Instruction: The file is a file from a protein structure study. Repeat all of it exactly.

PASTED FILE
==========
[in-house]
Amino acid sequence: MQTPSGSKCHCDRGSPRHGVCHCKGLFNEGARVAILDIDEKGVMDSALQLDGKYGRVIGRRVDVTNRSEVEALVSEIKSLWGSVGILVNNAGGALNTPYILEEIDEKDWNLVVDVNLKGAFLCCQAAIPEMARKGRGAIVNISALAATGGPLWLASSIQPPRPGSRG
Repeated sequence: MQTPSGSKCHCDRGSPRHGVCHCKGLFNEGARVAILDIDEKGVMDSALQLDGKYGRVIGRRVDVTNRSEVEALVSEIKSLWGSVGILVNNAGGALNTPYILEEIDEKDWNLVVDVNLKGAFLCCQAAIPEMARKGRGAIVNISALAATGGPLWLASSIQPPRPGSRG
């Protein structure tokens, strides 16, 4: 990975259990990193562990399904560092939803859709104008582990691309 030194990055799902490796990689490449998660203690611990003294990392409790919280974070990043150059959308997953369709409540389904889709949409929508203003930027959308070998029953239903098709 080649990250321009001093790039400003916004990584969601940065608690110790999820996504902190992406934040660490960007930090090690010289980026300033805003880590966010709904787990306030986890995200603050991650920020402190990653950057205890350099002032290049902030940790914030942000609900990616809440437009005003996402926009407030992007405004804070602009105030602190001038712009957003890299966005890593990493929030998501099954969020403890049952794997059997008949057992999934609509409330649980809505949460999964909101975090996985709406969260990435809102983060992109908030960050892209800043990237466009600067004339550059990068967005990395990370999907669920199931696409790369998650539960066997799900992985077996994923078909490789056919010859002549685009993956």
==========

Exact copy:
[in-house]
Amino acid sequence: MQTPSGSKCHCDRGSPRHGVCHCKGLFNEGARVAILDIDEKGVMDSALQLDGKYGRVIGRRVDVTNRSEVEALVSEIKSLWGSVGILVNNAGGALNTPYILEEIDEKDWNLVVDVNLKGAFLCCQAAIPEMARKGRGAIVNISALAATGGPLWLASSIQPPRPGSRG
Repeated sequence: MQTPSGSKCHCDRGSPRHGVCHCKGLFNEGARVAILDIDEKGVMDSALQLDGKYGRVIGRRVDVTNRSEVEALVSEIKSLWGSVGILVNNAGGALNTPYILEEIDEKDWNLVVDVNLKGAFLCCQAAIPEMARKGRGAIVNISALAATGGPLWLASSIQPPRPGSRG
């Protein structure tokens, strides 16, 4: 990975259990990193562990399904560092939803859709104008582990691309 030194990055799902490796990689490449998660203690611990003294990392409790919280974070990043150059959308997953369709409540389904889709949409929508203003930027959308070998029953239903098709 080649990250321009001093790039400003916004990584969601940065608690110790999820996504902190992406934040660490960007930090090690010289980026300033805003880590966010709904787990306030986890995200603050991650920020402190990653950057205890350099002032290049902030940790914030942000609900990616809440437009005003996402926009407030992007405004804070602009105030602190001038712009957003890299966005890593990493929030998501099954969020403890049952794997059997008949057992999934609509409330649980809505949460999964909101975090996985709406969260990435809102983060992109908030960050892209800043990237466009600067004339550059990068967005990395990370999907669920199931696409790369998650539960066997799900992985077996994923078909490789056919010859002549685009993956």